How to Stand Up to the Politics of Fear and Combat Fake News (In 5 Simple Steps)

In Alternative News, Philosophy & Culture, Politics & Society
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Already, just days into the presidency of Donald Trump, the defining theme is one of “fake news”. In a world where information is everywhere, it’s becoming difficult to know what to believe anymore.

The reason fake news has become so prevalent is that Trump has been elected in a political climate of fear.

Trump’s campaign focused on people’s deeply held fears of ISIS and Islamic terrorism, economic hardships, Mexican immigration and the supposedly deteriorating standing of the U.S. in the world.

Fear is now coming from all sides of politics. For example, progressives are letting us know that Trump’s presidency makes nuclear war more likely and moves America in the direction of fascism.

The problem is that when we live in a climate of fear, fake news proliferates more easily. This happens because when we’re fearful, we respond to and share sensationalist articles stoking our fear rather than taking the time to critically analyze the information in front of us.

The fear isn’t likely to go away. Political leaders, pundits and media networks will continue producing this kind of media while there’s a demand for it.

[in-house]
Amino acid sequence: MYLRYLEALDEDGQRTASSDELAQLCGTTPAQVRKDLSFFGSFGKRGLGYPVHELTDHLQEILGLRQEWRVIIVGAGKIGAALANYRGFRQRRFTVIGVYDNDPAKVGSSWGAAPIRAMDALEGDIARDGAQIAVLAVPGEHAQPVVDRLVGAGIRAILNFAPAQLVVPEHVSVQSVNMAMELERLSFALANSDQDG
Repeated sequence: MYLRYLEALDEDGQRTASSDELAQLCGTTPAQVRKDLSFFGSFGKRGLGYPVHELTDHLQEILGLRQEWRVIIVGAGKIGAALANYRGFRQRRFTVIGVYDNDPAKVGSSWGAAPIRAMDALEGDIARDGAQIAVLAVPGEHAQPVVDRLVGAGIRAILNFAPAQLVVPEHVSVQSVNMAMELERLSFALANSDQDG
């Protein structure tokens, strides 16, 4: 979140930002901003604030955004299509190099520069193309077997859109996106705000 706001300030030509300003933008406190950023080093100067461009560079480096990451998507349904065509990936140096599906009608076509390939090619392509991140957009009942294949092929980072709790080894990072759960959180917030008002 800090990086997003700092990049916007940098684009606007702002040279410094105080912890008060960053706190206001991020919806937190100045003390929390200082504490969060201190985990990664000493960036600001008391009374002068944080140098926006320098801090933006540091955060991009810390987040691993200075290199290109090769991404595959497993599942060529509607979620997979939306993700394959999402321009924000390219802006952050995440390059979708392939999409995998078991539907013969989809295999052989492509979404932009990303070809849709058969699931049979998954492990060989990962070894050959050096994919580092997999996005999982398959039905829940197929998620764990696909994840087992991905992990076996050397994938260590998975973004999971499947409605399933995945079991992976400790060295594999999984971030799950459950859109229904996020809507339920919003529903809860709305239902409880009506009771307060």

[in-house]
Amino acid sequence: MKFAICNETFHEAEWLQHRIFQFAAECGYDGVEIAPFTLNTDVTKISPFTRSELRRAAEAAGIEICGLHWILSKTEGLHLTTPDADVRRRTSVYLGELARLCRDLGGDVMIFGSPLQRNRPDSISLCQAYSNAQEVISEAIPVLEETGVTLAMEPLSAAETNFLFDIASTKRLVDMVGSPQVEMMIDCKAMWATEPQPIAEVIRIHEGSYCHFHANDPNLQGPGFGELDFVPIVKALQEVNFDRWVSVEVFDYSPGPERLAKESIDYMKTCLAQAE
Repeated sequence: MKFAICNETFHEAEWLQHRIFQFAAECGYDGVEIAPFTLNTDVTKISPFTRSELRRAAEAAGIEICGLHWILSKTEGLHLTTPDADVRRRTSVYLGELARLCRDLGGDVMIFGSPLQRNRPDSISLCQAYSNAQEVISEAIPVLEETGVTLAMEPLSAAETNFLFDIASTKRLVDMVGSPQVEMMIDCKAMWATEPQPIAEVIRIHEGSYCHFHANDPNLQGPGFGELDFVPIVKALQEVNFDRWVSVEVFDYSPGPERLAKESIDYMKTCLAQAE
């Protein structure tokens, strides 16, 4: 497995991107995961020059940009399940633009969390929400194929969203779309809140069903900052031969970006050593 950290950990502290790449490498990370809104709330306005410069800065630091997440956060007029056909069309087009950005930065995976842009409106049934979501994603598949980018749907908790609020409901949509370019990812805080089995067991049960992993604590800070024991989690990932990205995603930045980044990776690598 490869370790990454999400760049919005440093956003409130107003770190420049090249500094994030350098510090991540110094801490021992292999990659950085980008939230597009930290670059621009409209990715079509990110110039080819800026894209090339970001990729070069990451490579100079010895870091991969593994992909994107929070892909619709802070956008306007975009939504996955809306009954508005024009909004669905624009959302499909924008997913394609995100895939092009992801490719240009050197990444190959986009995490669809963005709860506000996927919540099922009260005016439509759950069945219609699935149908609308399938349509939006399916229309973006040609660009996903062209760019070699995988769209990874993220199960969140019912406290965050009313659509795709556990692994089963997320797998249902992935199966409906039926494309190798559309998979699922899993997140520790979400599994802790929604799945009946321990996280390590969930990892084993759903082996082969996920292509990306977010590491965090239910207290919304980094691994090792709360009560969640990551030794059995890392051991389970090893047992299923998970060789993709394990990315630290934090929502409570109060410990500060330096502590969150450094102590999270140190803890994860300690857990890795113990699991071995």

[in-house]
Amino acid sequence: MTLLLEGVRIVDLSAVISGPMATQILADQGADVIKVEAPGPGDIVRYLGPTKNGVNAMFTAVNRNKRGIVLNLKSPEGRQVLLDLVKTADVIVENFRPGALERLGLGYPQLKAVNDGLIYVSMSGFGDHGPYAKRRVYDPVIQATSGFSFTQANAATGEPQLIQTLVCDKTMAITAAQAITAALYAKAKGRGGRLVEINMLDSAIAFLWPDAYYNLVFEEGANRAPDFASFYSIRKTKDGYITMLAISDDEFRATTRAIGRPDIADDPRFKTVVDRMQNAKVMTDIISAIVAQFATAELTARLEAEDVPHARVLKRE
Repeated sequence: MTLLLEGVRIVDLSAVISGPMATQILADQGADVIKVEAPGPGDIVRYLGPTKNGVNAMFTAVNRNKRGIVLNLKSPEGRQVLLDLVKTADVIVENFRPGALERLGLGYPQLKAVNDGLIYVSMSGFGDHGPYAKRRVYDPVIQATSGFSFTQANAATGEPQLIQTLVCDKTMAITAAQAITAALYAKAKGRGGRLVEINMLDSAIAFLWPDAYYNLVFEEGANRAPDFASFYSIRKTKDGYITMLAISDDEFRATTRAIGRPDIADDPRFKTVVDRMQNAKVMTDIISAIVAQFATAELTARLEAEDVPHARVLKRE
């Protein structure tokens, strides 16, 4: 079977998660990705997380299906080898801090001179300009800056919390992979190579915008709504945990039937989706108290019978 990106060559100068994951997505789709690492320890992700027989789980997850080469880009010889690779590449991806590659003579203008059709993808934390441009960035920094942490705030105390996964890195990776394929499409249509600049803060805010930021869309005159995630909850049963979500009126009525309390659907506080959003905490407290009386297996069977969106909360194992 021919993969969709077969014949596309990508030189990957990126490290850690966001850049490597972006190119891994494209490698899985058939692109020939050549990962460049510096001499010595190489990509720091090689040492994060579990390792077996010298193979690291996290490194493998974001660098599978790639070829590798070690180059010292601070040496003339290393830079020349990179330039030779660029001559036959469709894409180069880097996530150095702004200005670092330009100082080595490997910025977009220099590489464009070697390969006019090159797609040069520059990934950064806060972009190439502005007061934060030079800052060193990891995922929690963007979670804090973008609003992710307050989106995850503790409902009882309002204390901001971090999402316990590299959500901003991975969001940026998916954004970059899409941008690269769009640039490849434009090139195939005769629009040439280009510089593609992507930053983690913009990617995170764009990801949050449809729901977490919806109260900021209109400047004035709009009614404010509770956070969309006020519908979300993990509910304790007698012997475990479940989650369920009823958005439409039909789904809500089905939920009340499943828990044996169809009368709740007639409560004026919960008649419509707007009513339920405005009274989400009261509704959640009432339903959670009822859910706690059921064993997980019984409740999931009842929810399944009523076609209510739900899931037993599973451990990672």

It’s therefore clear that as citizens we need to take responsibility for countering this trend so we can build a movement based on truth and reason which cuts across political ideologies. We need to keep the power of independent thought alive.

What, then, is the way forward?

To answer this question, we’ll first take a brief look at the psychology of fear and how that results in manipulation of the people.

The psychology of fear and manipulation

The latest we’ve seen in political fear mongering isn’t the first time this has happened in American politics. Jimmy Carter’s ads in 1980, for example, featured people in the street saying that Reagan scares them, and George Bush ran an ad in 1988 suggesting that Michael Dukakis as president would result in prisoners getting weekend passes to go raping and pillaging.

Research on the psychology of fear tells us that most of our judgments and behaviors are the result of the subconscious, emotions and instinct, rather than cold hard logic. We simply end up rationalizing decisions after they’ve been made.

Fear results in continually being on the lookout for signs of danger, and shapes our emotions and the ideas surfacing from our sub-conscious. Research suggests that when we are in this state, we are very quick to judge those signs. We don’t take the time to get the facts, instead making snap judgements.